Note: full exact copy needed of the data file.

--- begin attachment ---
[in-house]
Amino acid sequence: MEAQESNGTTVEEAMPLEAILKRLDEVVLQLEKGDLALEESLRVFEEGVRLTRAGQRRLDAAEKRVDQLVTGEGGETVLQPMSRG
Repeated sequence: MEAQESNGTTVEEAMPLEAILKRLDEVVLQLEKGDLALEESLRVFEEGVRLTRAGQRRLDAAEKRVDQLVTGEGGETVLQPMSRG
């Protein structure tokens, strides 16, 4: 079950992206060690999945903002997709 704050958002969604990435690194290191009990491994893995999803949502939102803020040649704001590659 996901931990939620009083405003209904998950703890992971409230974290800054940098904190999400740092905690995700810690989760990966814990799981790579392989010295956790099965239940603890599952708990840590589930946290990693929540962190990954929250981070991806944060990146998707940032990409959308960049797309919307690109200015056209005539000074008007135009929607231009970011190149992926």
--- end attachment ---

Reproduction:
[in-house]
Amino acid sequence: MEAQESNGTTVEEAMPLEAILKRLDEVVLQLEKGDLALEESLRVFEEGVRLTRAGQRRLDAAEKRVDQLVTGEGGETVLQPMSRG
Repeated sequence: MEAQESNGTTVEEAMPLEAILKRLDEVVLQLEKGDLALEESLRVFEEGVRLTRAGQRRLDAAEKRVDQLVTGEGGETVLQPMSRG
């Protein structure tokens, strides 16, 4: 079950992206060690999945903002997709 704050958002969604990435690194290191009990491994893995999803949502939102803020040649704001590659 996901931990939620009083405003209904998950703890992971409230974290800054940098904190999400740092905690995700810690989760990966814990799981790579392989010295956790099965239940603890599952708990840590589930946290990693929540962190990954929250981070991806944060990146998707940032990409959308960049797309919307690109200015056209005539000074008007135009929607231009970011190149992926």